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ALVEAR / Palacio Quemado - Viñas de Alange S.A.
Winery Wines

Vino Dulce Natural - natural sweet wine D.O. Montilla-Moriles Pedro-Ximénez Solera 1927, Andalucía, Spain

Type: Vino Dulce Natural - natural sweet wine
Quantity: 0.375 L
Alcohol content: 16%
Price: Up to 25.00 €
Bottle closure: Natural cork
Maturing: large wood
Variety: Pedro-Ximénez
Registration number: #VdA-L5279

Wine Review Report:

Last reviewed: 11 February, 2016

The DO area named after two cities is located in the south of the province of Córdoba in the southern Spanish region of Andalusia. The vineyards cover about 10,000 hectares and are located at an altitude of 300 to 700 metres above sea level. Until 1933, the majority of the wines were delivered to Jerez further to the west, where they were used to produce sherry (from then on no longer permitted). Today, the white grape variety Pedro Ximénez, which dominates here, is used in a Solera process to produce sherry-like wines in the Fino, Amontillado, Oloroso and Palo Cortado varieties. For the heavy, sweet varieties, the grapes are left to dry on the...

The second largest of the 17 autonomous regions in the south of Spain (Spanish: Andalucía), comprising eight provinces. It is bordered to the east by the region of Murcia, and to the north by the regions of Extremadura and La Mancha. It is the oldest wine region in Spain, as the Phoenicians founded the port city of Gadir (today's Cádiz) as early as 1,100 BC and exported wine. Even during the 700-year rule of the Moors until the end of the 15th century, wine continued to be produced here on a limited scale, but mainly sultanas. The Moors transformed the area into a large garden and it was called "paradise on earth"....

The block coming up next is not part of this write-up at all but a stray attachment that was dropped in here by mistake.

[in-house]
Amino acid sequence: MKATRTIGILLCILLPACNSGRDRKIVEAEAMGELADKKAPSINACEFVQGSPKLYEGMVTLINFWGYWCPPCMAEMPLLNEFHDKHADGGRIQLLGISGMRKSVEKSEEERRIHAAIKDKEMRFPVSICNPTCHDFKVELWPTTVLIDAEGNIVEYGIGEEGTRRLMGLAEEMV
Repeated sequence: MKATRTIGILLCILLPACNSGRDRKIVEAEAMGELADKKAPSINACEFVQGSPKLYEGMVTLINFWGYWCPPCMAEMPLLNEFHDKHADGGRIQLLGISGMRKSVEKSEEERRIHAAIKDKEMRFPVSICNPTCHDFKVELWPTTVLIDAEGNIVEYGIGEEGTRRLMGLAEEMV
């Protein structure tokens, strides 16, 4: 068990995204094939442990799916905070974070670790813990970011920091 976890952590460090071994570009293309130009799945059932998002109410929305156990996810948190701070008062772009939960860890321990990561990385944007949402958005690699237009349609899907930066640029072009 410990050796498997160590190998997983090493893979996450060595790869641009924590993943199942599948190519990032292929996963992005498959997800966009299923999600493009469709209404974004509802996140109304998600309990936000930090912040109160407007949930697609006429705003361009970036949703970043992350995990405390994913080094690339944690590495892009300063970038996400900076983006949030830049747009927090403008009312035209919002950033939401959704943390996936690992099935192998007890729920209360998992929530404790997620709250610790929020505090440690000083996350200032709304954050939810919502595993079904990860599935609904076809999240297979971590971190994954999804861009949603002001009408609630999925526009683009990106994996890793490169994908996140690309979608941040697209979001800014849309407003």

Viticulture in Spain has an ancient tradition, as vines were cultivated here at least 5,000 years ago. The Phoenicians founded the city of Gadir (Cádiz) around 1100 BC and traded heavily in wine in the Mediterranean region. The first flowering occurred in 200 BC, because the Romans loved the wine from Baetica (Andalusia). Development was halted by the Moorish invasion in 711. For religious reasons, the Muslims cleared large parts of the vineyards or only allowed the production of sultanas. They brought with them the art of distillation, which was not used for alcoholic beverages, however, but for essential oils, as...

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